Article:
Despite the fact that international travel to the U.S. is down 17 percent since 2001 overall, international attendance atand conventions has not declined, according to a new study commissioned by the Professional Convention Management Association. However, there is room for improvement.
The report, International Participation at Association Meetings and Conventions, finds that while most (53 percent) U.S.-based associations say there has been no change in international attendance between 2005 and 2000, more have actually seen an increase (29 percent) over that period than have seen a decrease (19 percent). Of those respondents that had held their 2006 conventions at the time of the survey, 51 percent saw no change compared to 2005, 29 percent saw an increase, and only 10 percent a decrease. That’s the good news. The bad news is that the levels of international attendance remain low.
Based on data culled from 2005 conventions and trade shows, 34 percent of PCMA members say that less than 2 percent of their attendees are international while 51 percent say it’s less than 5 percent. Just 14 percent say more than 25 percent of their attendance is international. On the exhibitor side, 57 percent say less than 2 percent of exhibitors are international while 72 percent say it’s less than 10 percent. Only 4 percent say it’s 25 percent or more.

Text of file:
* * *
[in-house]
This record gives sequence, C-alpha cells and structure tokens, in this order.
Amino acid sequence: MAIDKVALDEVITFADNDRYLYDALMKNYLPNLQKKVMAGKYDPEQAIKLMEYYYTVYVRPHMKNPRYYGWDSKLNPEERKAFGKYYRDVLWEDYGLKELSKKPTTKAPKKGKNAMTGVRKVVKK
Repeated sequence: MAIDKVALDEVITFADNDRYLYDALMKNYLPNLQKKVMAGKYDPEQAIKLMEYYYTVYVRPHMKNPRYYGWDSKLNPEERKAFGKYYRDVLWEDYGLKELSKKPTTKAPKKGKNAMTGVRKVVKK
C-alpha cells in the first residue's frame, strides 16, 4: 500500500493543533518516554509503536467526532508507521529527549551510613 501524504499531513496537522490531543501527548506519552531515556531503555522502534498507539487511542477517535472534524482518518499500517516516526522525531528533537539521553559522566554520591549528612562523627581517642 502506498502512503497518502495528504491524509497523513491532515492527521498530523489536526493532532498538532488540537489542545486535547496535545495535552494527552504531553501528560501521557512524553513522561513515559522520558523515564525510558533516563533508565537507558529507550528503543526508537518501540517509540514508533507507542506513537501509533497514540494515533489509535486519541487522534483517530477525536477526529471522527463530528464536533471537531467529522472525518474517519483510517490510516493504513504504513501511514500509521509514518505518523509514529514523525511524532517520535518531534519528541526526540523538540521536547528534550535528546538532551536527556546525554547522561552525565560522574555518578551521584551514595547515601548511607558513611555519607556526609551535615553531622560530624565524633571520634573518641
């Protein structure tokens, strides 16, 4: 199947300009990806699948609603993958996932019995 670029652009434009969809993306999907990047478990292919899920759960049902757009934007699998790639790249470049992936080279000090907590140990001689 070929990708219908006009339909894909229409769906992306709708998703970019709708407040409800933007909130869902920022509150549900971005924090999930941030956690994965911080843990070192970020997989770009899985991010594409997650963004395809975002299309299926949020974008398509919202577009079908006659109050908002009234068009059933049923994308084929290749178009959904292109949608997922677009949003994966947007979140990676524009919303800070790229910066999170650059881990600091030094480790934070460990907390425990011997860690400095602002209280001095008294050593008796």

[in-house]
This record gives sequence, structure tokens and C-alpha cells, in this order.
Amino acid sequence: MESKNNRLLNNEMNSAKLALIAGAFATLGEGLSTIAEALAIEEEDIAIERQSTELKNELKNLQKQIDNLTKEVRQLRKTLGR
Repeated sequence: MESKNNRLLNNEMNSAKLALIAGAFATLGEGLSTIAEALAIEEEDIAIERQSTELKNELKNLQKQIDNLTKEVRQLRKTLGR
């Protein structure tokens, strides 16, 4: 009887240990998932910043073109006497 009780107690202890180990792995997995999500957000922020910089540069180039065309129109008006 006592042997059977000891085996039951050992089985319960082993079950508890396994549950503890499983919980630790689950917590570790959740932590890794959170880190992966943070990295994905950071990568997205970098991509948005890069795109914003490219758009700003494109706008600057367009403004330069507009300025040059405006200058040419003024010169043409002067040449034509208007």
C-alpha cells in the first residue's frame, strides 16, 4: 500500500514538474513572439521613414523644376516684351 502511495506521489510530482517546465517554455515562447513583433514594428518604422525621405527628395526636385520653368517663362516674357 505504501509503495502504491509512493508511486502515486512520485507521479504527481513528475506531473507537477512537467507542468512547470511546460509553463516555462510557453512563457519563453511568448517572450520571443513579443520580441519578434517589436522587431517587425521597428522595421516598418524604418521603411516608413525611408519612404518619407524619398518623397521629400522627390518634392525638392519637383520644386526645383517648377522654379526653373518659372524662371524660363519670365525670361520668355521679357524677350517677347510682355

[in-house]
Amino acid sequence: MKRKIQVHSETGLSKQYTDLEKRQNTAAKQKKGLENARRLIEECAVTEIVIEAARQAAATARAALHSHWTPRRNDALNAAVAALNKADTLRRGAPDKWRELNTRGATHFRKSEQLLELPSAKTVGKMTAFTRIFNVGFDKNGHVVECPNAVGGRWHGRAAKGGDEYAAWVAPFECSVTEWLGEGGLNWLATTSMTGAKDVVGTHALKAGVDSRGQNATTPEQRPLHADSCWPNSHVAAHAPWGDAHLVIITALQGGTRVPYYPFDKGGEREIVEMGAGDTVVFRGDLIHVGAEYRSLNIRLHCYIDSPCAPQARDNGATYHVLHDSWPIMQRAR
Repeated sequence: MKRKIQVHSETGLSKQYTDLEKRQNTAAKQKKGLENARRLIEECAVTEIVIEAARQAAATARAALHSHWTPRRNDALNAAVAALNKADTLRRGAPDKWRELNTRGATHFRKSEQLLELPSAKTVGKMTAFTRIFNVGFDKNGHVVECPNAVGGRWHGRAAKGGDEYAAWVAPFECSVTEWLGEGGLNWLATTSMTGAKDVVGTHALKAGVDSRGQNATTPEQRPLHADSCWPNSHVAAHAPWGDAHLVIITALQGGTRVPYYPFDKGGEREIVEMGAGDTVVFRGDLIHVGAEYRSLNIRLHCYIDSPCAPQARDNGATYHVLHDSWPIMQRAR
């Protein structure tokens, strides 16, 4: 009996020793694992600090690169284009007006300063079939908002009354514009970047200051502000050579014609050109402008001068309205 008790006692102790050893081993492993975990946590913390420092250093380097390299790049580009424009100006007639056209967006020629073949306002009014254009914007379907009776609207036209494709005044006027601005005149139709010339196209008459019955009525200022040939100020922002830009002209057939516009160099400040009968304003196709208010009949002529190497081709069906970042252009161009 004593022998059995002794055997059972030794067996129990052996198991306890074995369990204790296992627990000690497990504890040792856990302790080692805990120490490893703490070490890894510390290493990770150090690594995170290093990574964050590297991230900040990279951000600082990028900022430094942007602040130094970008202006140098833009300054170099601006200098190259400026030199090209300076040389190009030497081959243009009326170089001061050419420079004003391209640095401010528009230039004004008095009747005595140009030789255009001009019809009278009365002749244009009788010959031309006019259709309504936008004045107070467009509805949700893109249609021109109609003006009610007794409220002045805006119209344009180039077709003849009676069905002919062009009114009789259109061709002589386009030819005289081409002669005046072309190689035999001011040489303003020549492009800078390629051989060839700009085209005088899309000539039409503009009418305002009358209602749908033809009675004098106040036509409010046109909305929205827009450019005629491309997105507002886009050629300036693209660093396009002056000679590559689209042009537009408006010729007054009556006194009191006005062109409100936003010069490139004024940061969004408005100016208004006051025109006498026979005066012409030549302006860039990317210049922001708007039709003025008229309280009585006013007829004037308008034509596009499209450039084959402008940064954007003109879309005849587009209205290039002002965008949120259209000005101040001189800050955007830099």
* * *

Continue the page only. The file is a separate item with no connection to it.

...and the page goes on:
“What we found out kind of surprised me, frankly,” says Deborah Breiter, PhD, department chair, Tourism, Events, Attractions, Rosen College of Hospitality Management at the University of Central Florida, Orlando. “PCMA planner members seemed to be very domestically focused, they don’t seem to have much of an international focus even though the majority of them say their associations are international. Most of them said they were international, but they did very little to attract international attendees or exhibitors to their shows or conventions.”
The study – released this January -- also found that most PCMA members (51 percent) were “not at all familiar” with the Western Hemisphere Travel Initiative, which requires all travelers, including U.S. citizens, to and from the Caribbean, Central and South America, Mexico, and Canada to have a passport to enter or re-enter the United States. About 34 percent were “somewhat familiar” with WHTI. Also, 54 percent were “somewhat familiar” with Visa regulations, while 25 percent were “very familiar.”